Though he had made a late-career shift into TV, Farina, born in 1943, had many memorable big screen roles in movies like Midnight Run, Get Shorty, Out of Sight, and Saving Private Ryan. Unlike so many actors, his tough-guy persona was no act. Farina, a Chicago native, originally patrolled the Windy City as a cop before catching the acting bug in his late 30s. That experience enabled him to bring a gruff, world-weariness to characters like Lt. Mike Torello on NBC's two-season cop drama Crime Story, which has become a cult favorite since its cancellation in 1988.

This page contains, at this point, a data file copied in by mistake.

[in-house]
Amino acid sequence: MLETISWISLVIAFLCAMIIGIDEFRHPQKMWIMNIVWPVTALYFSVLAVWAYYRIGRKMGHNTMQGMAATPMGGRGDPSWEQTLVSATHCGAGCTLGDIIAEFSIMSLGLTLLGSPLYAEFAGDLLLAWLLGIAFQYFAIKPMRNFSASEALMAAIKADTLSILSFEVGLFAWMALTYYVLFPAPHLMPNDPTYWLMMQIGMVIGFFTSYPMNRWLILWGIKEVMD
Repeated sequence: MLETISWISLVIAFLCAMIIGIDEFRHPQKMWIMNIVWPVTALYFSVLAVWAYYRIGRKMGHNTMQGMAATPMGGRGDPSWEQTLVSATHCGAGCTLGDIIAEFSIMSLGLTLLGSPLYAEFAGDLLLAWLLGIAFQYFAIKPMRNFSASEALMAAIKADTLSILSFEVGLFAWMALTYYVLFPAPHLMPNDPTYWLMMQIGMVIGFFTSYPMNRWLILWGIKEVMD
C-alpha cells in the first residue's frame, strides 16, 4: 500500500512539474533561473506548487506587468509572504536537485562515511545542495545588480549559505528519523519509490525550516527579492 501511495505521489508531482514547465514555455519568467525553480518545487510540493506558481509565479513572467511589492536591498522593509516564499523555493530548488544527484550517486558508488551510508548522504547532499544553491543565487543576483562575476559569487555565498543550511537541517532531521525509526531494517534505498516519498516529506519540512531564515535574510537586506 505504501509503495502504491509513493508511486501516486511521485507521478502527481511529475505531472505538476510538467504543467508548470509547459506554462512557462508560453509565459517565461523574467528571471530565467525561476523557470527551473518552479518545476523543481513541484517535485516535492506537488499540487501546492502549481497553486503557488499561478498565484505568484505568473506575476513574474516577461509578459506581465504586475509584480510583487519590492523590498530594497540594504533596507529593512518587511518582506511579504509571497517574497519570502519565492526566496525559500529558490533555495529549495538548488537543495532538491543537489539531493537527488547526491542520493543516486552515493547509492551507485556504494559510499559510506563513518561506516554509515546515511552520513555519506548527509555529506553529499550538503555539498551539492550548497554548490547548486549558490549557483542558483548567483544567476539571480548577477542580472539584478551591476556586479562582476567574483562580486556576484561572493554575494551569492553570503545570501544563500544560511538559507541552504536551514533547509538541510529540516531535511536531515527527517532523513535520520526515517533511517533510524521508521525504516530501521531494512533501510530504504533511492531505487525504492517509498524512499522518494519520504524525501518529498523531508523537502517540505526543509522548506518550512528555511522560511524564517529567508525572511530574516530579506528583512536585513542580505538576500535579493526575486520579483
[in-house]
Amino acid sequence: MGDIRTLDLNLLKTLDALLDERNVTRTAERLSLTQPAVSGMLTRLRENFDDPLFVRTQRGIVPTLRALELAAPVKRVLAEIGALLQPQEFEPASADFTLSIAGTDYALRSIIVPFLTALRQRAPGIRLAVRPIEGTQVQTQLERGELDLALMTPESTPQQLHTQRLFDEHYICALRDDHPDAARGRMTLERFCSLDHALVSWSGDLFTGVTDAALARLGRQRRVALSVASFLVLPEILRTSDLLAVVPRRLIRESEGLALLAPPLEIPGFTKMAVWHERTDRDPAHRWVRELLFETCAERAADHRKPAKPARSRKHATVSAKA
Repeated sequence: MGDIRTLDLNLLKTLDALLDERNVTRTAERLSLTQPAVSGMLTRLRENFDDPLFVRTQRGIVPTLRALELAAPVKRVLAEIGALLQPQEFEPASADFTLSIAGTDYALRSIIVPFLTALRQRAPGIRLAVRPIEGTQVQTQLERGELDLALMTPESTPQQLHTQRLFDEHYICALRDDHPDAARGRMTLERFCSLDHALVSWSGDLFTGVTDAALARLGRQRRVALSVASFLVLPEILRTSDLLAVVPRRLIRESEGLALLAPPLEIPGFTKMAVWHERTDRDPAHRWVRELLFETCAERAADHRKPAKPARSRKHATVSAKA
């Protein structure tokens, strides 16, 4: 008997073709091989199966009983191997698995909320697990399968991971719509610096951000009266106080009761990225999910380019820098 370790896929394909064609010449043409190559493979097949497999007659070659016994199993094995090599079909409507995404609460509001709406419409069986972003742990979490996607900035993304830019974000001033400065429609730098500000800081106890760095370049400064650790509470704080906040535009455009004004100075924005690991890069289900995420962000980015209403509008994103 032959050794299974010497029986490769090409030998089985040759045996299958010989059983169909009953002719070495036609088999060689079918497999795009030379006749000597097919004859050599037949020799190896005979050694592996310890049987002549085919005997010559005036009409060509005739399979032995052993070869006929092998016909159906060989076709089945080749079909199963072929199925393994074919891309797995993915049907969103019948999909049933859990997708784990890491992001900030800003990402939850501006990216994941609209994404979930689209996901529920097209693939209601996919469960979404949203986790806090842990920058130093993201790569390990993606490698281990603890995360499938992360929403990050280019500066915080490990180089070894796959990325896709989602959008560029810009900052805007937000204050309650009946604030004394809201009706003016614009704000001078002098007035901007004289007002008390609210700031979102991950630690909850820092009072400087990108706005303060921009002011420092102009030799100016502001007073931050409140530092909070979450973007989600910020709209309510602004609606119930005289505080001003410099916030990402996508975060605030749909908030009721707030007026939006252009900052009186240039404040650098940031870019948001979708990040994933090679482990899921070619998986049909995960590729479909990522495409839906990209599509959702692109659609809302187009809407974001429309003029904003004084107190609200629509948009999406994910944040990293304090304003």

Crime Story was produced by Michael Mann, who had cast Farina in his movies Thief and Manhunter and would continue to be a frequent collaborator until the end: Farina's last role was as Dustin Hoffman's chauffeur and "muscle" on HBO's Luck in 2012, a show co-created by Mann.
But it's his work on Law & Order that gained him a whole new following. In 2004, following the death of Jerry Orbach, who'd played the iconic character Lenny Briscoe for over a decade, Law & Order was in jeopardy of coming to a screeching halt. Farina stepped in and, though he couldn't match Orbach's sense of streetwise intellectualism, opting for instead a more bullish, hard-charging approach, arguably saved the show. Just check out his naturalistic, unfussy style in this scene from Law & Order:
Farina is survived by three sons, six grandchildren, and his wife of 35 years, Marianne Cahill.